Once the search array appeared, participants were required to find as many targets as possible within the 7-s duration of the trial. This duration was selected so that participants would be unlikely to find all of the targets (indeed, no participant found all the targets on any trial), thus allowing us to compare the number of targets detected between the load conditions. Participants moved their eyes around the display and, once a target was found, were required to fixate within 0.95° of the target for 500 ms, unbroken by blinks or eye movements, upon which time the target would disappear from the display and the participant could continue their search to find more targets. Target fixations were required to be 500 ms as this duration is significantly longer than the average duration of a fixation (roughly 250 ms), ensuring targets would not disappear if participants simply moved their eyes through the display randomly without performing the search (this was confirmed during pilot testing). Extended fixation upon distractors did not cause them to disappear. At the end of the trial, the search array disappeared, and the next trial would begin with the fixation control.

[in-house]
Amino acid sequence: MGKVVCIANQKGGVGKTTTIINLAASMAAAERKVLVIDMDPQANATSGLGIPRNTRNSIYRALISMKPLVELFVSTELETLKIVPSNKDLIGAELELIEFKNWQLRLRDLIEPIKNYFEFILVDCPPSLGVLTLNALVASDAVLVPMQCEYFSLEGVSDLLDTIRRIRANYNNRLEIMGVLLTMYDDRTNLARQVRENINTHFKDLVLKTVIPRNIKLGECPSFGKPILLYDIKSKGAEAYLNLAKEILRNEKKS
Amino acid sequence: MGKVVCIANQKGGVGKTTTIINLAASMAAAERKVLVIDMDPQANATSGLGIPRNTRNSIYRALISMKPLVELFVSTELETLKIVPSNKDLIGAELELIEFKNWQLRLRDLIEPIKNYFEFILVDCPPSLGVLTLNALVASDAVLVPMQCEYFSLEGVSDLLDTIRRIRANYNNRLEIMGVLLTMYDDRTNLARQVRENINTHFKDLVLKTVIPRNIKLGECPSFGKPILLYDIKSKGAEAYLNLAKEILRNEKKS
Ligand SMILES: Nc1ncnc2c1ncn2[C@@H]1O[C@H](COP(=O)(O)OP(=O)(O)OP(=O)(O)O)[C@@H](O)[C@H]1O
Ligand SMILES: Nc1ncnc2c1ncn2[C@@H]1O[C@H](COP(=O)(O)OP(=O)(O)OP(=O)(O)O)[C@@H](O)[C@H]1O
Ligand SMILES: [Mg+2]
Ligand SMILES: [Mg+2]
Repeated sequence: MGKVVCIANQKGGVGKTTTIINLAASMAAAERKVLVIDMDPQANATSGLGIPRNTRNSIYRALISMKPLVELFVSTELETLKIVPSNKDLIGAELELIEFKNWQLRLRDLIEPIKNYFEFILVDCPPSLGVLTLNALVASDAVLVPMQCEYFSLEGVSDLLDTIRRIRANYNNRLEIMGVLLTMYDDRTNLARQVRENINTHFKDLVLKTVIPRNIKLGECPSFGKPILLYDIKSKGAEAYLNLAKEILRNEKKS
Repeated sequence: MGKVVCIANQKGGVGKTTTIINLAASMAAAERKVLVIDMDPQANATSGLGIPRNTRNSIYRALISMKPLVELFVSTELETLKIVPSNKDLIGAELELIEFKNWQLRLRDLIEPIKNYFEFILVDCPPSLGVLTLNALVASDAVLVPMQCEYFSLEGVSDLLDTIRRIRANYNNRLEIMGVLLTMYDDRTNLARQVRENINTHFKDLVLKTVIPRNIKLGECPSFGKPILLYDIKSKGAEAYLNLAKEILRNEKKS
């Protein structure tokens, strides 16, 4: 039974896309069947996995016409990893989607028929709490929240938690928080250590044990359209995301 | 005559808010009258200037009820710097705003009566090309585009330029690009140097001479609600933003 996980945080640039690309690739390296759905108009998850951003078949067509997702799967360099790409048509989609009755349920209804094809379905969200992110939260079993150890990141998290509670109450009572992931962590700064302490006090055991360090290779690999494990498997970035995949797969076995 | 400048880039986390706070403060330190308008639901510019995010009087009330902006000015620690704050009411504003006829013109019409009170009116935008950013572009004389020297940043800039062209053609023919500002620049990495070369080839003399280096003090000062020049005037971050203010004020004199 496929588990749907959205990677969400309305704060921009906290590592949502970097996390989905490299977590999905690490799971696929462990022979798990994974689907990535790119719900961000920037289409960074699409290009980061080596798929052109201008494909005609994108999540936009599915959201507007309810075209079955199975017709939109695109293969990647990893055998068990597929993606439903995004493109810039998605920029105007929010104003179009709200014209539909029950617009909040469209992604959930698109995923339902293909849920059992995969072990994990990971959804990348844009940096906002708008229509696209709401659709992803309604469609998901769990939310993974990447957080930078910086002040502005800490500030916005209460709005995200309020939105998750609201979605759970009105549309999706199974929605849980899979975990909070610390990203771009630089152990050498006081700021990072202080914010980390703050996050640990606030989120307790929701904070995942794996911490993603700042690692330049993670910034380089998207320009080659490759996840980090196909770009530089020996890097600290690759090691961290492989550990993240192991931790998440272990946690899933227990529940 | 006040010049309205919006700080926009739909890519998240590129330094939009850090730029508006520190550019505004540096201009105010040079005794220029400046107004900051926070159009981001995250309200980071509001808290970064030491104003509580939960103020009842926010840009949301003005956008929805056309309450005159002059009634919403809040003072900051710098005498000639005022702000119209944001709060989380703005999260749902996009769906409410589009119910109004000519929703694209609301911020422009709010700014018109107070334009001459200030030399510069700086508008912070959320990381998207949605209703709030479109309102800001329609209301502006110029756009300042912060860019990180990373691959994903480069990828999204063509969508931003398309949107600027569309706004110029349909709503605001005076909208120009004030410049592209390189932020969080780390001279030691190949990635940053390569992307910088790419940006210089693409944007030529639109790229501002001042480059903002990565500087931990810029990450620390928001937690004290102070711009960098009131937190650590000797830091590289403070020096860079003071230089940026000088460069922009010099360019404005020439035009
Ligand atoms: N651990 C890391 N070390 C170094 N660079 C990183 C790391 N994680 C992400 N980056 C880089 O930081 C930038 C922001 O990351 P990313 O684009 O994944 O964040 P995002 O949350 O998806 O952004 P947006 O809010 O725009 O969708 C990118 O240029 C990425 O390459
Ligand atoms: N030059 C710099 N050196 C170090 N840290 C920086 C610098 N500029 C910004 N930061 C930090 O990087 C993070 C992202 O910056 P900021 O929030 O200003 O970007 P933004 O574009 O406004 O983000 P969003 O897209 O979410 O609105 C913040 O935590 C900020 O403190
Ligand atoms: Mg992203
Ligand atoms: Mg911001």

On 50% of the displays, a tone was presented via the headphones. Each tone appeared at one of 18 equally spaced times between 2 and 5 s (i.e. at either, 2 s, 2.18 s, 2.35 s, and so on) on randomly selected search displays in each block. Upon hearing the tone, participants were required to abort their search and press the spacebar as quickly as possible. Participants were instructed to rest their dominant hand on the spacebar throughout the task. The trial ended as soon as the spacebar was pressed, or after 7 s from the beginning of the trial if no response was made.